WHITE SOUP.—Just as in ordinary white soup the secret of success is to have some strongly reduced stock, so in vegetarian white soup it is essential that we should have a small quantity of liquid strongly impregnated with the flavour of vegetables. For this purpose, place an onion, the white part of a head of celery, and a slice of turnip in a stew-pan with a little butter, and fry them till they are tender without becoming brown. Now add sufficient water to enable you to boil them, and let the water boil away till very little is left. Now rub this through a wire sieve and add it to a quart of milk in which a couple of bay-leaves have been boiled. Thicken the soup with a little white roux, add a suspicion of nutmeg, and also, if possible, a little cream. Flavour with pepper and salt. Serve fried or toasted bread with the soup.
SAUCE ALLEMANDE.—Take a pint of butter sauce—(see BUTTER SAUCE)—and add to it four yolks of eggs. In order to do this you must beat up the yolks separately in a basin and add the hot butter sauce gradually, otherwise the yolks of eggs will curdle and the sauce will be spoilt. In fact, it must be treated exactly like custard, and in warming up the sauce it is often a good plan, if you have no bain-marie, to put the sauce in a jug and place the jug in a saucepan of boiling water. The sauce should be flavoured with a little essence of mushroom if possible. Essence of mushroom can be made from the trimmings of mushrooms, but mushroom ketchup must not be used on account of the colour. Essence of mushroom can be made by placing the trimmings of mushrooms in a saucepan, stewing them gently, and extracting the flavour. The large black mushrooms, however, are not suited. In addition to this essence of mushroom, a little lemon juice—allowing the juice of half a lemon to every pint, should be added to the sauce, as well as a slight suspicion of nutmeg, a pint of sauce requiring about a dozen grates of a nutmeg. A little cream is a great improvement to this sauce, but is not absolutely necessary. The sauce should be perfectly smooth. Should it therefore contain any lumps, which is not unfrequently the case in butter sauce, pass the sauce through a sieve with a wooden spoon and then put it by in a bain-marie, or warm it up in a jug as directed.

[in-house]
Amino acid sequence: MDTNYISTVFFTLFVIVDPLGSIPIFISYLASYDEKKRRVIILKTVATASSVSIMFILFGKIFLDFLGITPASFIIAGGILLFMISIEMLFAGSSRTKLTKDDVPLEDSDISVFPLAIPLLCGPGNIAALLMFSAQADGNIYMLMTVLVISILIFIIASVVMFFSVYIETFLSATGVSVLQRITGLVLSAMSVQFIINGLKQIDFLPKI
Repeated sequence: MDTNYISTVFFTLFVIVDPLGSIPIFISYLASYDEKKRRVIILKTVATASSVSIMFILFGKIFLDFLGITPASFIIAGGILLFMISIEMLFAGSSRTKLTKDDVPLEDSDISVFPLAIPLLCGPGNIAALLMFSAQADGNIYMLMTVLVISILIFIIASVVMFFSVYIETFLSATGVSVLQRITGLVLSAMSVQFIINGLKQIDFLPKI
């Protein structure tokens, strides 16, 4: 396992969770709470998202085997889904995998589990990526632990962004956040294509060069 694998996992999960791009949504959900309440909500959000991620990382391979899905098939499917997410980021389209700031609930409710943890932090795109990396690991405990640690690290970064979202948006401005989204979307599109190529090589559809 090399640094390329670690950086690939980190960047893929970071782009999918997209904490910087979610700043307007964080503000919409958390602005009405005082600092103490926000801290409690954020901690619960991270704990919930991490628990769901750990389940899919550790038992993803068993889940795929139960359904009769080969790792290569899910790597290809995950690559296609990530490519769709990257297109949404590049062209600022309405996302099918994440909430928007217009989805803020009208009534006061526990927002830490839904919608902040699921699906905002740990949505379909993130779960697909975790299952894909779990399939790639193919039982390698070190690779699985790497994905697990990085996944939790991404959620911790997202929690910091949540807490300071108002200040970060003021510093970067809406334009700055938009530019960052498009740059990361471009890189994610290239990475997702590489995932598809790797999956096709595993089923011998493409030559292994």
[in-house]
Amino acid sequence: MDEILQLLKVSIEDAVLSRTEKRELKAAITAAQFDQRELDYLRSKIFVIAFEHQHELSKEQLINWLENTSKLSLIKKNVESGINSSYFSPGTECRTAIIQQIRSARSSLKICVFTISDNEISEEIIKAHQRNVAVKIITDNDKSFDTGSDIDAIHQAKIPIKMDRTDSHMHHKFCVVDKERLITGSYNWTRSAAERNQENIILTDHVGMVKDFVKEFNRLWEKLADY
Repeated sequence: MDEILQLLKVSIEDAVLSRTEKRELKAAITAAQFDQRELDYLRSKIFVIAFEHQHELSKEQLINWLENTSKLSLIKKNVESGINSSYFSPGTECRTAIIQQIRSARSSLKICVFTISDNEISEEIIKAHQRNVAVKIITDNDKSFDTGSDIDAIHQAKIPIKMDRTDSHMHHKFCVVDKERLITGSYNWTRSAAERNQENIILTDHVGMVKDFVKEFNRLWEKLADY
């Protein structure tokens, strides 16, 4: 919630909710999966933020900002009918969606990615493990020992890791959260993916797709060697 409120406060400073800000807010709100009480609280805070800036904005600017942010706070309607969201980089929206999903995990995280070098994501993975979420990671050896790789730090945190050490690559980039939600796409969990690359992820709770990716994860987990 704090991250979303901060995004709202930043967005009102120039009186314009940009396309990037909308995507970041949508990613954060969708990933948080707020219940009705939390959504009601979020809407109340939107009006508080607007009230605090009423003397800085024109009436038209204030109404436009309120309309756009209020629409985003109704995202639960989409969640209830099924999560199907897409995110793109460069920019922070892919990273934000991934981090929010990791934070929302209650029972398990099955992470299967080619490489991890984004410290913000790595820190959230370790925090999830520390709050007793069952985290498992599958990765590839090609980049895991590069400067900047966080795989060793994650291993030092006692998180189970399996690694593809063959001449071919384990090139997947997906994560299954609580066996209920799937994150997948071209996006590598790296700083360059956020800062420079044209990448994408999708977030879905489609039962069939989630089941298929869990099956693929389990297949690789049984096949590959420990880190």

ALMOND SAUCE.—This is suitable for puddings. The simplest way of making it is to make, say half a pint of butter sauce, or, cheaper, thicken half a pint of milk with a little corn-flour, sweeten it with white sugar, and then add a few drops of essence of almonds. About a dozen drops will be sufficient if the essence is strong, but essence of almonds varies greatly in strength. The sauce can be coloured pink with a few drops of cochineal.
ALMOND SAUCE (CLEAR).—Thicken half a pint of water with a little corn-flour, sweeten it with white sugar, add a dozen drops of essence of almonds and a few drops of cochineal to colour it pink. The sauce is very suitable to pour over custard puddings made in a basin or cup and turned out on to a dish. It is also very cheap.